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The PROLOGUE, spoken by CHARINUS.
Two things have I now resolved to do at the same time; both the subject and my own amours will I disclose. I am not doing like as I have seen other lovers do in Comedies, who relate their woes either to the night or to the day, or to the Sun or to the Moon; who, faith, I don't suppose pay much regard to the complaints of mortals, either what they wish or what they don't wish. To yourselves in preference will I now relate my woes. In the Greek this Play is called the Emporos1 of Philemon; the same in the Latin is the Mercator of Marcus Accius. My father sent me hence to trade at Rhodes. Two years have now passed since I left home. There I began to love a fair one of remarkable beauty. But how I was captivated by her, I'll tell you, if you'll lend ear, and if you'll have the kindness to give your attention to this. And yet in this, but little have I followed the method of our forefathers in my own person, and on the spot as a tell- tale2 of my own amours am I represented before you. But all these failings are wont to attend on love--care, trouble, and refinement overmuch. Not only him who loves, but every one to whom this latter fault extends, him with a great and weighty evil does it affect; nor by my troth, in fact, does any one aim at refinement, beyond what his means allow of, without heavy disaster. But to love as well are these evils incident, which I have not as yet recounted--sleeplessness, a troubled mind, confusion, terror, and apprehension, trifling, and folly even, rashness too, thoughtlessness, foolhardy impudence, wantonness, lust, and malevolence; covetousness is inherent as well, idleness, injustice, want, contumely and wastefulness, talkativeness or moody silence. This latter is the fact, because things which relate not to the purpose, nor are of utility, the same does the lover give utterance to full oft at an unseasonable moment; and yet again, this moody silence for this reason do I commend, because no lover is ever so skilled in eloquence, as to be enabled to give utterance to that which is for his own interest. You, then, must not be offended with myself for my babbling; Venus bestowed it upon me on that same day on which this passion. To that point am I resolved to return, that what I commenced upon I may disclose. In the first place, when in life I had passed from my boyish days, and my disposition was weaned from childish pursuits, I began distractedly to love a Courtesan in this place. Forthwith, unknown to my father, my means went to be wasted upon her; an exacting Procurer, the owner of this damsel, by every method that he could, grasped everything into his own possession3. Night and day my father censured me for this; represented the perfidy, the wickedness of Procurers; how that his own property was being forcibly rent in pieces, while that of this Procurer was increasing; this too in the loudest tones; sometimes muttering to himself; refusing to speak to me; even denying that I was his child; crying aloud through all the city and proclaiming that all should withhold from trusting me when desiring to borrow; that love had allured many a one to ruin; that I, passing all bounds, regardless of decency, and acting wrongfully, laid hands upon and tore whatever I could from him at home; that 'twas a most vile system that those choice possessions which he, by enduring every hardship, had acquired, should all be squandered away and parted with through the violence of my desire. That now for so many years he had supported myself, a reproach to him; that were I not ashamed, I ought not to desire to live. That he himself, at the very moment after he had passed his boyish days, did not, like me, devote his attention to love or indolence in slothfulness, nor, indeed, had he the control of himself, so very strictly by his father was he held in check; that in the various sordid pursuits of the country he was employed, and that only every fifth year even was he then enabled to visit the city, and that immediately after he had had a sight of the Festival4, back again instantly into the country was he wont to be driven by his father. That there by far the most of all the household did he toil, while thus his father would say to him: "For yourself you are ploughing, for yourself you harrow, for yourself you sow, for your own self too do you reap; for yourself, in fine, will this labour be productive of happiness." That after life had left his father's body, he had sold the farm, and with that money had bought for himself a bark of fifteen tons5, and with the same had transported merchandize to every quarter, even until he had acquired the property which he then possessed. That I ought to do the same, if I would be as it behoved me to be. I, when I found that I was disliked by my father and was an object of hate to him whom I was bound to please, distracted and in love as I was, resolutely made up my mind. I said that I would go to traffic, if he pleased; that I would renounce my amour, so as to be obedient to him. He gave me thanks, and praised my good feeling, but failed not to exact my promise; he built a merchant-ship6, and purchased merchandize; the ship ready, he placed it on board; besides, to myself with his own hand he paid down a talent of silver; with me he sent a servant, who formerly had been my tutor from the time when I was a little child, to be as though a guardian to me. These things completed, we set sail; we came to Rhodes, where the merchandize which I had brought I sold to my mind according as I wished; I made great profits, beyond the estimate of the merchandize which my father had given me; and so I made a large sum. But while in the harbour I was walking there, a certain stranger recognized me, and invited me to dinner. I went, and took my place at table, being merrily and handsomely entertained. When at night we went to rest, behold, a female came to me, than whom not another female is there more charming. That night, by order of my entertainer, did she pass with me; consider your own selves, how very much he gratified me. Next day, I went to my host; I begged him to sell her to me; I said that for his kindnesses I should ever be grateful and obliged. What need is there of talking? I bought her, and yesterday I brought her hither. I don't wish my father to come to know I've brought her. For the present, I've left her and a servant in the harbour on board the ship. But why do I see my servant running hither from the harbour, whom I forbade to leave the ship? I dread what the reason may be. Stands aside.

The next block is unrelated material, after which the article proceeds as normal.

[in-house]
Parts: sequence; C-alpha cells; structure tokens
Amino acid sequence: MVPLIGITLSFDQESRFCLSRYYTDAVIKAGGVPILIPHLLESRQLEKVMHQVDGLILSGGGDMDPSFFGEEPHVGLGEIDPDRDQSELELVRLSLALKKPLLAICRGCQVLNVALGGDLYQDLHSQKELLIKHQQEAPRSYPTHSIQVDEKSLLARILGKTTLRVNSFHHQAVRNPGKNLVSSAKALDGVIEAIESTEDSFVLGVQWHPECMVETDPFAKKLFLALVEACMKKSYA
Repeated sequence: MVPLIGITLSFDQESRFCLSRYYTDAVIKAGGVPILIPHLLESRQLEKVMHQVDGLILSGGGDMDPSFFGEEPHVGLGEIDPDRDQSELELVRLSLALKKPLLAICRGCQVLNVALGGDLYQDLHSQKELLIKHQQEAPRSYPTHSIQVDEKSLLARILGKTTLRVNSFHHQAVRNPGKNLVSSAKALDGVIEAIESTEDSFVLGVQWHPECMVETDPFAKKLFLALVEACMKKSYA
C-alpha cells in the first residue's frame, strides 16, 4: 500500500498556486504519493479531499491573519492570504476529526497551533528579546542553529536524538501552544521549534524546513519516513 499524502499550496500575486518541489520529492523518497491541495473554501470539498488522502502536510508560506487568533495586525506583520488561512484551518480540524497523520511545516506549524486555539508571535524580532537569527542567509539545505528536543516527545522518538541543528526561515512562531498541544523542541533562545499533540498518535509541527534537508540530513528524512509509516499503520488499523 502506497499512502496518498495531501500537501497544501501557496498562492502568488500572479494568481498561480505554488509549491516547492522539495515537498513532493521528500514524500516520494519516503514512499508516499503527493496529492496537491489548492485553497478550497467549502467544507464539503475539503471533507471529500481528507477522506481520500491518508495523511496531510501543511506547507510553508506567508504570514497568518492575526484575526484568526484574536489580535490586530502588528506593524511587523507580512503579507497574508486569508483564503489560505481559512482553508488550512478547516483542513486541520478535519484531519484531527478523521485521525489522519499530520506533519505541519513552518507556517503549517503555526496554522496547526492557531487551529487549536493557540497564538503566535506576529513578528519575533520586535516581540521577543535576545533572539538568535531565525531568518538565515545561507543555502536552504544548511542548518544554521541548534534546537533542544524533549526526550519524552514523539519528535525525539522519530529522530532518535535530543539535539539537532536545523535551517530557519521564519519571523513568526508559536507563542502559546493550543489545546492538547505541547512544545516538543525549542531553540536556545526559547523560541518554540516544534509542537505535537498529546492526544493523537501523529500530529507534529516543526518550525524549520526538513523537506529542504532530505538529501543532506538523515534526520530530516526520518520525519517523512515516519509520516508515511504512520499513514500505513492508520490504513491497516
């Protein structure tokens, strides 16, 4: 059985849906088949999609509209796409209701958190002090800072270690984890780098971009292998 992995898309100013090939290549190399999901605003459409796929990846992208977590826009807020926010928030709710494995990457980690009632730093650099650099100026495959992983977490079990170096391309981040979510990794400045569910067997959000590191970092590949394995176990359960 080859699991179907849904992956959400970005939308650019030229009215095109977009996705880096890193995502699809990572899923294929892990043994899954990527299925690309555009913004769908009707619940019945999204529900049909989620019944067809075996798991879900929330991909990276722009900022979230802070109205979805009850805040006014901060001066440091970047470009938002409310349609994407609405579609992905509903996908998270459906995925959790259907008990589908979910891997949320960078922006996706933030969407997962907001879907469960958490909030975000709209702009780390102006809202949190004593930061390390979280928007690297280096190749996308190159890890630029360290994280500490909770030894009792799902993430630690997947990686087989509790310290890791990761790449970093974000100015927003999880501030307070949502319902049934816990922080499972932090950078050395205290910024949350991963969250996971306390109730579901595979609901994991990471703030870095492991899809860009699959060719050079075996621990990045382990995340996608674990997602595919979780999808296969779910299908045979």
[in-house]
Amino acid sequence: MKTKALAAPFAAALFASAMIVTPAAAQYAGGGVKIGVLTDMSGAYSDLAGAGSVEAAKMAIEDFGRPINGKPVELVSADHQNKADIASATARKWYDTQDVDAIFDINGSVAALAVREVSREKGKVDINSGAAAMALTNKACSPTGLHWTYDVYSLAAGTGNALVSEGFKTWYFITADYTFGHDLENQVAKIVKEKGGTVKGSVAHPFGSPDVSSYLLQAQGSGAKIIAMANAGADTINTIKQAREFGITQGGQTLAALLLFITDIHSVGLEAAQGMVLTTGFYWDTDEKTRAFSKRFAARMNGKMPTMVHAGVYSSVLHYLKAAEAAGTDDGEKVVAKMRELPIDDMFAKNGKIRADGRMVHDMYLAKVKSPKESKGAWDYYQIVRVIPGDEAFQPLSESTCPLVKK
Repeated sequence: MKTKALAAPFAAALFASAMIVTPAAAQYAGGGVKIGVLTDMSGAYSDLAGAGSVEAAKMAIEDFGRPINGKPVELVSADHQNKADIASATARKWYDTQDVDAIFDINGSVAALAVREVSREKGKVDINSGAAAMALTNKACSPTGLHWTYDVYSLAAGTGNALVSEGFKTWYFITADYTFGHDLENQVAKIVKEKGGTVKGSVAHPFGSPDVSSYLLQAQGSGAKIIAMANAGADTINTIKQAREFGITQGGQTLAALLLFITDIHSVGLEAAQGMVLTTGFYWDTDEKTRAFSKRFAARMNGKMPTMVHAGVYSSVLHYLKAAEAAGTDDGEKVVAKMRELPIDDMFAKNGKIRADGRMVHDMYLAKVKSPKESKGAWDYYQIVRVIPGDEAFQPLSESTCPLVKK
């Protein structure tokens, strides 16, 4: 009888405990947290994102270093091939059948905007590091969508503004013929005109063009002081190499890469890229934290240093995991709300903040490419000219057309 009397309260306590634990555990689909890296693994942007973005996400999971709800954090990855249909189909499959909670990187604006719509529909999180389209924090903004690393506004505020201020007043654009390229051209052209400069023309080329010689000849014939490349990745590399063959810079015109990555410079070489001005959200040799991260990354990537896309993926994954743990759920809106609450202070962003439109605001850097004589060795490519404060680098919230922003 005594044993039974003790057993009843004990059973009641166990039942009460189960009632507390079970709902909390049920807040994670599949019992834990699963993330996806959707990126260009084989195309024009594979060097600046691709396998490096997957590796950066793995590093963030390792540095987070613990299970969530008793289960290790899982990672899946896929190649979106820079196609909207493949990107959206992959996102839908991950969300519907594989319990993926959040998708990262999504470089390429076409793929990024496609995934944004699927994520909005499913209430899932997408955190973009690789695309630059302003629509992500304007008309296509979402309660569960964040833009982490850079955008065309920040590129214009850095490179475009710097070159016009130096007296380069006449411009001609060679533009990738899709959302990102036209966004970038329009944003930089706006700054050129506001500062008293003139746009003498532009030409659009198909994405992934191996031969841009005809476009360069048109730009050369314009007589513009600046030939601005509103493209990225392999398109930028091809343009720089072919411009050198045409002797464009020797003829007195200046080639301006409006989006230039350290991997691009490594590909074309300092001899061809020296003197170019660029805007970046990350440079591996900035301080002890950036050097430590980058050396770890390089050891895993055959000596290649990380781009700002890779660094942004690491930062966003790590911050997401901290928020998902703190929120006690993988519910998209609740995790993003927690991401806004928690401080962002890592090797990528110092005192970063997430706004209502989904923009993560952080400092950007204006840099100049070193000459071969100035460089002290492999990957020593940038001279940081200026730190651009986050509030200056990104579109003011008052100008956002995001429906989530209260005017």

2 As a tell-tale: He apologizes for his apparent boldness in breaking in upon them, and commencing to relate his amours, without first asking their leave.
4 Had had a sight of the Festival: "Spectavisset peplum." Literally, "had seen the show of the garment." At the great Panathenæa, or Festival of Minerva, which was celebrated every fifth year, the "peplum" of Minerva was exposed to public view. A procession was afterwards formed, to carry it to the Temple of Minerva, or Athene Polias. The "peplum" was a garment of crocus colour, woven by virgins. On it were represented the conquest of Enceladus and the Giants by Minerva. The garment was not carried by hands, but on the mast of a ship; and this ship, which was usually kept near the Areiopagus, was moved along by machinery.
5 Of fifteen tons: "Metretas trecentas." Literally, "three hundred metretæ." The "metreta" was properly a Greek liquid measure of about nine gallons. If, as some of the books inform us, in weight it was equal to one hundred-weight, three hundred of them would make fifteen tons. It is, however, not improbable that the word really signifies a weight nearer in capacity to a ton than to a hundred-weight.
6 A merchant-ship: "Cercurum." The merchant-ships, which were called "cercuri," are said to have been so called from the island of Corcyra, or Cercyra, so famous for its traffic, where they were said to have been first built. Some writers suppose them to have originally been peculiar to the inhabitants of the Isle of Cyprus.